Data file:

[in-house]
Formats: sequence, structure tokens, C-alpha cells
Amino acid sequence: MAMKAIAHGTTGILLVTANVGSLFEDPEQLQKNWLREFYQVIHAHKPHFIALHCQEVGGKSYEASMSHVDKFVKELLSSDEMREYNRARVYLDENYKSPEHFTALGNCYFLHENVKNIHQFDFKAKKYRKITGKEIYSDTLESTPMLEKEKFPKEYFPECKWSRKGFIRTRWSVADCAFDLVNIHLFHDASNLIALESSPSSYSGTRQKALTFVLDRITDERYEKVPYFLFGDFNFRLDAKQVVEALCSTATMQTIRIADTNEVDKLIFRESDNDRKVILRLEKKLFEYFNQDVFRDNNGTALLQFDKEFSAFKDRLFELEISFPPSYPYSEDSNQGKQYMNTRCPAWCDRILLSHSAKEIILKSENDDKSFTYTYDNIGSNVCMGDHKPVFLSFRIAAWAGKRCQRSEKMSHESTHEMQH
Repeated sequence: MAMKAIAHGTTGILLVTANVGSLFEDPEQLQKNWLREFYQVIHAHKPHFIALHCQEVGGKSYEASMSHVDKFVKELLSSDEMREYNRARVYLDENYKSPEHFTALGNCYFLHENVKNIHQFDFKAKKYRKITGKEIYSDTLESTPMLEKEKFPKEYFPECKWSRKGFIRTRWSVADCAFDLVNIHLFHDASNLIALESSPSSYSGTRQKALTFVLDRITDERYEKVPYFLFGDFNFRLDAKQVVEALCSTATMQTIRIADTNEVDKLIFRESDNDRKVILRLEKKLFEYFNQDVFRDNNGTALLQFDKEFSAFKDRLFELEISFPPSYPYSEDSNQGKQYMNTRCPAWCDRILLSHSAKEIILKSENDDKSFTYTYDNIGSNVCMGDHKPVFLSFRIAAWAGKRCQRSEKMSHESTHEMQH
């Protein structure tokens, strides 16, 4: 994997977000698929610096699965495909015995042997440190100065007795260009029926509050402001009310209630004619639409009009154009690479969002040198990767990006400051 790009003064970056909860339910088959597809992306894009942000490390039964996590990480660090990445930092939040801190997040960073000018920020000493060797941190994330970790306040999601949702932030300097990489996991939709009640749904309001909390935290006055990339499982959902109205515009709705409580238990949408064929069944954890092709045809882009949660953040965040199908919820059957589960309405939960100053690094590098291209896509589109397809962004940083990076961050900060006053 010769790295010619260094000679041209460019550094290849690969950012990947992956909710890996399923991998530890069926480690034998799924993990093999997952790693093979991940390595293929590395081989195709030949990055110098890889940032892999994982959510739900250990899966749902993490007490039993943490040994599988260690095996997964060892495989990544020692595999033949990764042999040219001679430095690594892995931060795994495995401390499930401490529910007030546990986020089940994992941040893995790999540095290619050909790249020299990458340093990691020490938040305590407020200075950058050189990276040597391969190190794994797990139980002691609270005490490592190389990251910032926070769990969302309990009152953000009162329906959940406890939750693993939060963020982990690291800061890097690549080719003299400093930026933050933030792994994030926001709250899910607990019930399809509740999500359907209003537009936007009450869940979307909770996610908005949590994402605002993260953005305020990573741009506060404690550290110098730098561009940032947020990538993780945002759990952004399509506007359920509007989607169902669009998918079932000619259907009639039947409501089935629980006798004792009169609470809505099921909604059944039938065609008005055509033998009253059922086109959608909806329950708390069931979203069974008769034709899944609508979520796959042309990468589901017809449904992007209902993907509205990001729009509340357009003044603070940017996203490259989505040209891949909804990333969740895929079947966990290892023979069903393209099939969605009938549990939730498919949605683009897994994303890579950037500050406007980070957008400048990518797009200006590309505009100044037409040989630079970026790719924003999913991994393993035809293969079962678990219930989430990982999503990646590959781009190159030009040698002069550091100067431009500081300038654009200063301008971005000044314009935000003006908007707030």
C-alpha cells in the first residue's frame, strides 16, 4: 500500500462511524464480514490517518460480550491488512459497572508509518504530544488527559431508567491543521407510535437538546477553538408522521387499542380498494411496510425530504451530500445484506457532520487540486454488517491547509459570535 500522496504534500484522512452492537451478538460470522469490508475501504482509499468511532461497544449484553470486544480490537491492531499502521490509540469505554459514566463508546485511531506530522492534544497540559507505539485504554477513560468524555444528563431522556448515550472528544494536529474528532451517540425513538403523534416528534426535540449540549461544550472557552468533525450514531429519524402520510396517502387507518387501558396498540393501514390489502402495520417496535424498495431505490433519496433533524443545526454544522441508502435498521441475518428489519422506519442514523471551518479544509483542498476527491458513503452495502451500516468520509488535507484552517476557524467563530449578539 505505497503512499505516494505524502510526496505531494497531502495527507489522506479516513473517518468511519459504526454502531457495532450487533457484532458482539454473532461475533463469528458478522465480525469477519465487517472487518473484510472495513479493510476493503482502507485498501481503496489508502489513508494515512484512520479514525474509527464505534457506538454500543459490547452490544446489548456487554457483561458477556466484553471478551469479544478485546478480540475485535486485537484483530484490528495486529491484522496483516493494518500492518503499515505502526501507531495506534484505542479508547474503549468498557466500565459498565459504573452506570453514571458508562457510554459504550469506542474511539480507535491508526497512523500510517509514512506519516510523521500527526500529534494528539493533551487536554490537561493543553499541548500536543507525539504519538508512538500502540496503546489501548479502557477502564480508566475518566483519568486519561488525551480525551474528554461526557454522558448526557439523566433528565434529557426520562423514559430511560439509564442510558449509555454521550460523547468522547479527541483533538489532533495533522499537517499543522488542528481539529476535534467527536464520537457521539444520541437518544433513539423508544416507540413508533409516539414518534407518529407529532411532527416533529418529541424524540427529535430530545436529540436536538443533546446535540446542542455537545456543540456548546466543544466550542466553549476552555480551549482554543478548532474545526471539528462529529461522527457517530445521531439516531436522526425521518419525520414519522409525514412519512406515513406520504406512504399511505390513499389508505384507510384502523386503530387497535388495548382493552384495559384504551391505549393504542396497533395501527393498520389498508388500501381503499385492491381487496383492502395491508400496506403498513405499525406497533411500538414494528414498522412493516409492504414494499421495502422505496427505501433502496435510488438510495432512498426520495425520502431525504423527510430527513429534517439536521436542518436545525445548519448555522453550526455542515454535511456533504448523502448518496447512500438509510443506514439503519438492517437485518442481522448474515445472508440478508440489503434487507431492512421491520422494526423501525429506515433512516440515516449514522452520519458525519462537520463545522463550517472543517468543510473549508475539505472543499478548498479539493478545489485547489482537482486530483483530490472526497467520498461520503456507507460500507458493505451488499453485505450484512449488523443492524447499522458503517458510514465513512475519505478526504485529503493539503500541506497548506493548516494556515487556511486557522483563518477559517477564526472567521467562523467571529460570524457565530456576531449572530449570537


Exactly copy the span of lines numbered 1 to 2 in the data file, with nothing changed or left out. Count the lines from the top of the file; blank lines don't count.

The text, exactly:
[in-house]
Formats: sequence, structure tokens, C-alpha cells